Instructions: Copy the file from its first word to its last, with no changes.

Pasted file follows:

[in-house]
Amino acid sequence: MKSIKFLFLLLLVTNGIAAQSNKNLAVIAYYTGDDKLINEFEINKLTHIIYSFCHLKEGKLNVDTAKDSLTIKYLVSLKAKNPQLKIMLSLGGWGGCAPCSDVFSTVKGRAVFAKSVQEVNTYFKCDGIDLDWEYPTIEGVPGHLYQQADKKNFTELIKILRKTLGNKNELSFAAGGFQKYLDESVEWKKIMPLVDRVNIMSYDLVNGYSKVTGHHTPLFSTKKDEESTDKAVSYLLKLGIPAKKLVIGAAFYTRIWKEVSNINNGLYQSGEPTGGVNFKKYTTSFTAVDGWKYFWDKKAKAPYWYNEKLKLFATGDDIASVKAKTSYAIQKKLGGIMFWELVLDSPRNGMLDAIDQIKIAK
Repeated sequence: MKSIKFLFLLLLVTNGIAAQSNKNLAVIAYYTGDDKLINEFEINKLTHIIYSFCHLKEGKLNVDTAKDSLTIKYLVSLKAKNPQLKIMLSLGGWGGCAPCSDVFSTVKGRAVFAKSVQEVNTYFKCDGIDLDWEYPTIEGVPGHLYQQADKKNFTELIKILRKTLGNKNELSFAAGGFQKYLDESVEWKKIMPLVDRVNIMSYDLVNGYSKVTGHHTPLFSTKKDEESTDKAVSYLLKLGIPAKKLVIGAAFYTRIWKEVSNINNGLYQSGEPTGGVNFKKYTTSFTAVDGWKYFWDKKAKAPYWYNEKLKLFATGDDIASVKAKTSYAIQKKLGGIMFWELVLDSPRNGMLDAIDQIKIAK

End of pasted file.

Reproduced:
[in-house]
Amino acid sequence: MKSIKFLFLLLLVTNGIAAQSNKNLAVIAYYTGDDKLINEFEINKLTHIIYSFCHLKEGKLNVDTAKDSLTIKYLVSLKAKNPQLKIMLSLGGWGGCAPCSDVFSTVKGRAVFAKSVQEVNTYFKCDGIDLDWEYPTIEGVPGHLYQQADKKNFTELIKILRKTLGNKNELSFAAGGFQKYLDESVEWKKIMPLVDRVNIMSYDLVNGYSKVTGHHTPLFSTKKDEESTDKAVSYLLKLGIPAKKLVIGAAFYTRIWKEVSNINNGLYQSGEPTGGVNFKKYTTSFTAVDGWKYFWDKKAKAPYWYNEKLKLFATGDDIASVKAKTSYAIQKKLGGIMFWELVLDSPRNGMLDAIDQIKIAK
Repeated sequence: MKSIKFLFLLLLVTNGIAAQSNKNLAVIAYYTGDDKLINEFEINKLTHIIYSFCHLKEGKLNVDTAKDSLTIKYLVSLKAKNPQLKIMLSLGGWGGCAPCSDVFSTVKGRAVFAKSVQEVNTYFKCDGIDLDWEYPTIEGVPGHLYQQADKKNFTELIKILRKTLGNKNELSFAAGGFQKYLDESVEWKKIMPLVDRVNIMSYDLVNGYSKVTGHHTPLFSTKKDEESTDKAVSYLLKLGIPAKKLVIGAAFYTRIWKEVSNINNGLYQSGEPTGGVNFKKYTTSFTAVDGWKYFWDKKAKAPYWYNEKLKLFATGDDIASVKAKTSYAIQKKLGGIMFWELVLDSPRNGMLDAIDQIKIAK